By Richard Schickel
You’ve never—or rarely—seen such a lot of fuss and bother about getting an airplane off the ground as you witness in “Argo,” director-star Ben Affleck’s witty, well-made (and often comical) action-adventure movie. This may be because it is, as they say, “inspired” by true events, specifically the “extraction” of a half-dozen U.S. embassy employees in the midst of the 1979 hostage crisis in Iran, when this group more or less waltzed out of the besieged compound and found refuge in the nearby Canadian legation. The picture finds a way to blend, of all things, quite funny Hollywood comedy—yes, you read that right—with not-so-funny derring-do in Tehran.
That’s where Affleck the actor comes in. He rather glumly plays Tony Mendez, the guy who has, as the movie says, “the best bad idea” back in Washington for getting this little group of trapped Americans to safety. He will pretend to be making a movie (with the aid of the comically expert Alan Arkin and John Goodman), go to Iran to scout locations and get the embassy employees on a Swissair flight to freedom. Next thing you know, Mendez’s got a really lousy script, some dismal storyboards and he’s in Tehran, talking himself in and out of trouble while a bunch of well-played Washington functionaries essentially wring their hands and try their best not to screw up the plan. It is basic to the film’s appeal that the movie people are smarter and funnier than the politicos.
I don’t know how much of the picture—beyond its basic premise—is “true.” And, frankly, I don’t give a damn. What’s really most interesting about this film, which I must say is occasionally too talkative for its own good, is that the obviously true bits are more interesting than the obviously made up pieces. When the more or less preposterous elements of the story turn out to be the stuff that’s authentic, a movie gets to be fascinating almost in spite of itself.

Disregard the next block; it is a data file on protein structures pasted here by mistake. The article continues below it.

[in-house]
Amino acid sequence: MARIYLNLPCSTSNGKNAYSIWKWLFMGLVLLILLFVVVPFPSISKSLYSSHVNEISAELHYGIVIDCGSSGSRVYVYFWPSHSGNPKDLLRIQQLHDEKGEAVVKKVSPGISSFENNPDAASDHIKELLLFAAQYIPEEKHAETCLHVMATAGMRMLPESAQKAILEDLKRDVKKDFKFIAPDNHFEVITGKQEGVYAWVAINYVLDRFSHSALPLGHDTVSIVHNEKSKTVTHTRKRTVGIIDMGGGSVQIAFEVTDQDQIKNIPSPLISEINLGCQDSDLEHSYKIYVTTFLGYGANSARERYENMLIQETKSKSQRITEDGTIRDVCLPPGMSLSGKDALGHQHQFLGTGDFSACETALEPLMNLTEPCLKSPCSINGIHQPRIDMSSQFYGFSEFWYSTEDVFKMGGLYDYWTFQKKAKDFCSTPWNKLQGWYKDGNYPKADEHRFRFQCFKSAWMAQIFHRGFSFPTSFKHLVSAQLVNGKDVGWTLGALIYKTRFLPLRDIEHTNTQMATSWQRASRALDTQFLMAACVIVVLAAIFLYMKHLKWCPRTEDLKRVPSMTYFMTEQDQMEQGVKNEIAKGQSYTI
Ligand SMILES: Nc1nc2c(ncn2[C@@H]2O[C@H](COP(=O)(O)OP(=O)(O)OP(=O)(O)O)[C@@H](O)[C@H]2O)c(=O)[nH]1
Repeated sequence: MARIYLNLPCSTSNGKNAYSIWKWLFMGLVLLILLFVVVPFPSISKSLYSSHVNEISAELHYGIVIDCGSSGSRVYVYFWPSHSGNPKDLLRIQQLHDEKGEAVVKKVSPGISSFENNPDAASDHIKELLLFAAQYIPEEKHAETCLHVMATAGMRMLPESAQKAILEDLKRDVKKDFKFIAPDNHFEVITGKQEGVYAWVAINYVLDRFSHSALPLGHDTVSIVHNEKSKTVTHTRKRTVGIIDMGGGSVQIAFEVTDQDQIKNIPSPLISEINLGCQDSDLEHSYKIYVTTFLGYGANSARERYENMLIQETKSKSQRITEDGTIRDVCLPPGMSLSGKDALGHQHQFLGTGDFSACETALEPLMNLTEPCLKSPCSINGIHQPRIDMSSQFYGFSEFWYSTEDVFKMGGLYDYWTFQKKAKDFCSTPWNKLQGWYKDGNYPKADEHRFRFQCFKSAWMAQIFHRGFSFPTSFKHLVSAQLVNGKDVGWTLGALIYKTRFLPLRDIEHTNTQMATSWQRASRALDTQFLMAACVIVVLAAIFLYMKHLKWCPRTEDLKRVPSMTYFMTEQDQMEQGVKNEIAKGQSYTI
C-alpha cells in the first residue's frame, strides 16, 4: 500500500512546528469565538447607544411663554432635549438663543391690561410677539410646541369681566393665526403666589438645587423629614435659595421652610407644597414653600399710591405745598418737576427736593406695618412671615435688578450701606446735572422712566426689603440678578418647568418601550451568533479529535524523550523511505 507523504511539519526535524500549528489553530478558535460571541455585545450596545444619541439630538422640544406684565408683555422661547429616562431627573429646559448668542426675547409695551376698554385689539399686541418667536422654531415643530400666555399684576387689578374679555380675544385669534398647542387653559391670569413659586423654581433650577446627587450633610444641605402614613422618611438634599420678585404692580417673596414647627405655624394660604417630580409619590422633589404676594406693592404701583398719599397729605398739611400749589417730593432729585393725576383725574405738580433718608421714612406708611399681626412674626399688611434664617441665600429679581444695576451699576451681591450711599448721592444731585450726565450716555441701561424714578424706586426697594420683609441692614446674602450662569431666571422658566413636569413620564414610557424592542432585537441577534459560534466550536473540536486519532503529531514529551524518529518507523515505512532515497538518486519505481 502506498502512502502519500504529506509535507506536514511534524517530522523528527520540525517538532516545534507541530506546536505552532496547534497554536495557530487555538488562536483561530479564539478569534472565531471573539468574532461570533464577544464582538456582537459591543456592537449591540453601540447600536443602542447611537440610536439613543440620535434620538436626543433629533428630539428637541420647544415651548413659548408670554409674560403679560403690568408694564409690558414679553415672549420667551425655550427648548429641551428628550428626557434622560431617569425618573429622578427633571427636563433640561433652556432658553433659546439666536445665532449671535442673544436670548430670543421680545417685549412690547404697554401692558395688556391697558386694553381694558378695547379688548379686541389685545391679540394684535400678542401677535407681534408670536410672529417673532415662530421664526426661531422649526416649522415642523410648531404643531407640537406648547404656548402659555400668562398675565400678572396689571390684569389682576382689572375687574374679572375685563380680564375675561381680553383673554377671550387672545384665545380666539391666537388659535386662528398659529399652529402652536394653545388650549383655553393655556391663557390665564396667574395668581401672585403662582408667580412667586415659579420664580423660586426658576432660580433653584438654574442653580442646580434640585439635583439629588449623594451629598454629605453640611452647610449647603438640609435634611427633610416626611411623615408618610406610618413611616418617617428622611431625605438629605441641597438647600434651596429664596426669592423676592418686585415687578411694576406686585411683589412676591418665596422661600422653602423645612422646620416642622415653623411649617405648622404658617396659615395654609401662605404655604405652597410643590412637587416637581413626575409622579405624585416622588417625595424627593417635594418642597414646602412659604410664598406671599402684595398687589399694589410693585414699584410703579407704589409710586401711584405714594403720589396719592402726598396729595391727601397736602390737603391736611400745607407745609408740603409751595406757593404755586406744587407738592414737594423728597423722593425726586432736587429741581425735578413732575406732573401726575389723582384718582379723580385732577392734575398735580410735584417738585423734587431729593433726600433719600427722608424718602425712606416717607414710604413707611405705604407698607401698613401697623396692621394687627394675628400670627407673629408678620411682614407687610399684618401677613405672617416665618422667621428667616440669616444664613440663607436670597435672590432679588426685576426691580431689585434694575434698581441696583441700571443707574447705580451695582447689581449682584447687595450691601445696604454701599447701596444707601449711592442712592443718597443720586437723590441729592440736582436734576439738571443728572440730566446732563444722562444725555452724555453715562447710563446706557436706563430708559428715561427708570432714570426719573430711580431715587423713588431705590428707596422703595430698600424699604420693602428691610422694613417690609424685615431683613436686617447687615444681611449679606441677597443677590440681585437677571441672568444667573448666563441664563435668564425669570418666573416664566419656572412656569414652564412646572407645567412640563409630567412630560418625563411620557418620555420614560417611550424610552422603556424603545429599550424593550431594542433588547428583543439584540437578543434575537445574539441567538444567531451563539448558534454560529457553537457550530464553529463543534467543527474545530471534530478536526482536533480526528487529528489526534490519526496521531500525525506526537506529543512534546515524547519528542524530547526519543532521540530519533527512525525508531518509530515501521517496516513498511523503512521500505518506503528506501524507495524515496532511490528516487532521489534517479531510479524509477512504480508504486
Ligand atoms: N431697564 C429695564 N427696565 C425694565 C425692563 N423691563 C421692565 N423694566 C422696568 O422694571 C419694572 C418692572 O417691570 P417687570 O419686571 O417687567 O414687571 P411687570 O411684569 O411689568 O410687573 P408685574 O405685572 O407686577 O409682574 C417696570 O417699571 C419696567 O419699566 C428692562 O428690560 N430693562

“Argo” gets off to something of slow start. It has a lot of plot business to take care of before it gets its boots on the ground in Tehran. But at a certain point, almost without our noticing it, the movie turns itself into a first-class action piece. Once Mendez gets his charges into a van and they start on their final dash to the plane, all kinds of good stuff is placed menacingly in their path—angry crowds, suspicious guards, missing tickets and, perhaps scariest of all, their need to maintain bland and cheerful faces without a care in the world—as they are processed by the maddening routines of airport ground personnel (something all of us know far too much about these days).
This is a movie after all. But ... wait a minute. It is also, at least in its broadest aspects, a true story. And, really, a compelling one. We have a tendency, I think, to overpraise pictures like this (the execrable “Looper” is a good current example), chiefly because of the solid professionalism, the straight and sturdy storyline, the sound performances and the mounting and well-orchestrated suspense. Movies like “Argo” are much rarer than we like to think they are. It is not a masterpiece, however. It is only a well-made and craftsman-like picture. Wait a minute! Did I say “only”? That’s a lot these days—can you name a recently comparable entertainment? A moviegoer looking for a good, intelligent time will have just that at “Argo.”
Warner Bros./Publicity Still
John Goodman, left, and Alan Arkin play the Hollywood professionals who provide the CIA with its cover story, and “Argo” with much of its humor.